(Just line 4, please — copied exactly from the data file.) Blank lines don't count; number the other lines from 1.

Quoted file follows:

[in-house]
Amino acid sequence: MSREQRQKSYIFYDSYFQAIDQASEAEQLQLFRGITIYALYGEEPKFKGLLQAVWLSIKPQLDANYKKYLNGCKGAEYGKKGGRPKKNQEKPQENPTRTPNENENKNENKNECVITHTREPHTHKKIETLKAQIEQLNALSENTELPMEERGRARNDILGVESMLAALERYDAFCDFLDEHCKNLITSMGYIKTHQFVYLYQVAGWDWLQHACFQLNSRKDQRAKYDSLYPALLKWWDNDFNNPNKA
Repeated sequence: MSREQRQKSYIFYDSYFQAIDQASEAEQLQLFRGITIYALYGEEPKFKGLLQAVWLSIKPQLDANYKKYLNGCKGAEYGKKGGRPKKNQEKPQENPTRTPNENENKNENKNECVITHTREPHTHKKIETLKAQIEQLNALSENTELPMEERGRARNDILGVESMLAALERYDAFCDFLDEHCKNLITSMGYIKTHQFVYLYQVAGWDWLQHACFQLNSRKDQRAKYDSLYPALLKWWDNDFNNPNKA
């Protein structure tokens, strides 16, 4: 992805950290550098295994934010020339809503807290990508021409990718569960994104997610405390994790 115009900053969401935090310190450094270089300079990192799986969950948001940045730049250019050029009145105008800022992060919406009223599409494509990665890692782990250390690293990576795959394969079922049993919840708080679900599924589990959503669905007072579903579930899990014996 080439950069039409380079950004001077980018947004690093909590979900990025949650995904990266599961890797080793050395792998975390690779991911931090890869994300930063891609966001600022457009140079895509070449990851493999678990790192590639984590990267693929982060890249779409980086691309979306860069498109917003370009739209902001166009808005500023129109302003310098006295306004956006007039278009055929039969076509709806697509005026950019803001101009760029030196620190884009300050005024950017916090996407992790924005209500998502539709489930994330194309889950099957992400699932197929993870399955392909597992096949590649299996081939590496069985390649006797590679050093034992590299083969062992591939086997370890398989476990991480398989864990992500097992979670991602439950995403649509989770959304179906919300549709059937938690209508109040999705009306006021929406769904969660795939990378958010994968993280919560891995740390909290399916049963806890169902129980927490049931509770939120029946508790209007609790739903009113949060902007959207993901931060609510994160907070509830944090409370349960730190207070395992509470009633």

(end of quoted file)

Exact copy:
């Protein structure tokens, strides 16, 4: 992805950290550098295994934010020339809503807290990508021409990718569960994104997610405390994790 115009900053969401935090310190450094270089300079990192799986969950948001940045730049250019050029009145105008800022992060919406009223599409494509990665890692782990250390690293990576795959394969079922049993919840708080679900599924589990959503669905007072579903579930899990014996 080439950069039409380079950004001077980018947004690093909590979900990025949650995904990266599961890797080793050395792998975390690779991911931090890869994300930063891609966001600022457009140079895509070449990851493999678990790192590639984590990267693929982060890249779409980086691309979306860069498109917003370009739209902001166009808005500023129109302003310098006295306004956006007039278009055929039969076509709806697509005026950019803001101009760029030196620190884009300050005024950017916090996407992790924005209500998502539709489930994330194309889950099957992400699932197929993870399955392909597992096949590649299996081939590496069985390649006797590679050093034992590299083969062992591939086997370890398989476990991480398989864990992500097992979670991602439950995403649509989770959304179906919300549709059937938690209508109040999705009306006021929406769904969660795939990378958010994968993280919560891995740390909290399916049963806890169902129980927490049931509770939120029946508790209007609790739903009113949060902007959207993901931060609510994160907070509830944090409370349960730190207070395992509470009633």